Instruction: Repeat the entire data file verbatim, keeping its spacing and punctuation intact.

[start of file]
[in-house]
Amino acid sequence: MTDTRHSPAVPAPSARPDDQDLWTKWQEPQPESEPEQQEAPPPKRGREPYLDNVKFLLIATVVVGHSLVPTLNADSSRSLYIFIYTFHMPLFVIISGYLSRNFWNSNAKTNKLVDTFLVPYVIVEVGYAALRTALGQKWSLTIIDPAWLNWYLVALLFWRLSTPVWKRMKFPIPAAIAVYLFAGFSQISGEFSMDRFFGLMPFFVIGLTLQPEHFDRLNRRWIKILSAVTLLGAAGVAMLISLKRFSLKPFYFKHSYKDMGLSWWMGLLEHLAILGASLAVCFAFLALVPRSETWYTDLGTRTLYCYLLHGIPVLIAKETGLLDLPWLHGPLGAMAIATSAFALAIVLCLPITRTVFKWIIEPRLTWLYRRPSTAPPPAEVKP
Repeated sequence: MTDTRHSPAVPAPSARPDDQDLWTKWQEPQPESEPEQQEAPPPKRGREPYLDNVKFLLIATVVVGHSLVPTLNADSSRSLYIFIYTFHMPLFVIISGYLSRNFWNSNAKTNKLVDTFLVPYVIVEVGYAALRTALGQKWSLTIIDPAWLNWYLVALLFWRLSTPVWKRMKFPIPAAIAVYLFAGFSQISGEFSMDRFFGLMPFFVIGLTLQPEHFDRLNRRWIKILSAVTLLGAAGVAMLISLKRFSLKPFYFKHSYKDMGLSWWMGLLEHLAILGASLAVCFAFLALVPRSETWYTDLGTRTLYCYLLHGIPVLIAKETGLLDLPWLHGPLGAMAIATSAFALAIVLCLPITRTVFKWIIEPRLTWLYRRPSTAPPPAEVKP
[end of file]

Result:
[in-house]
Amino acid sequence: MTDTRHSPAVPAPSARPDDQDLWTKWQEPQPESEPEQQEAPPPKRGREPYLDNVKFLLIATVVVGHSLVPTLNADSSRSLYIFIYTFHMPLFVIISGYLSRNFWNSNAKTNKLVDTFLVPYVIVEVGYAALRTALGQKWSLTIIDPAWLNWYLVALLFWRLSTPVWKRMKFPIPAAIAVYLFAGFSQISGEFSMDRFFGLMPFFVIGLTLQPEHFDRLNRRWIKILSAVTLLGAAGVAMLISLKRFSLKPFYFKHSYKDMGLSWWMGLLEHLAILGASLAVCFAFLALVPRSETWYTDLGTRTLYCYLLHGIPVLIAKETGLLDLPWLHGPLGAMAIATSAFALAIVLCLPITRTVFKWIIEPRLTWLYRRPSTAPPPAEVKP
Repeated sequence: MTDTRHSPAVPAPSARPDDQDLWTKWQEPQPESEPEQQEAPPPKRGREPYLDNVKFLLIATVVVGHSLVPTLNADSSRSLYIFIYTFHMPLFVIISGYLSRNFWNSNAKTNKLVDTFLVPYVIVEVGYAALRTALGQKWSLTIIDPAWLNWYLVALLFWRLSTPVWKRMKFPIPAAIAVYLFAGFSQISGEFSMDRFFGLMPFFVIGLTLQPEHFDRLNRRWIKILSAVTLLGAAGVAMLISLKRFSLKPFYFKHSYKDMGLSWWMGLLEHLAILGASLAVCFAFLALVPRSETWYTDLGTRTLYCYLLHGIPVLIAKETGLLDLPWLHGPLGAMAIATSAFALAIVLCLPITRTVFKWIIEPRLTWLYRRPSTAPPPAEVKP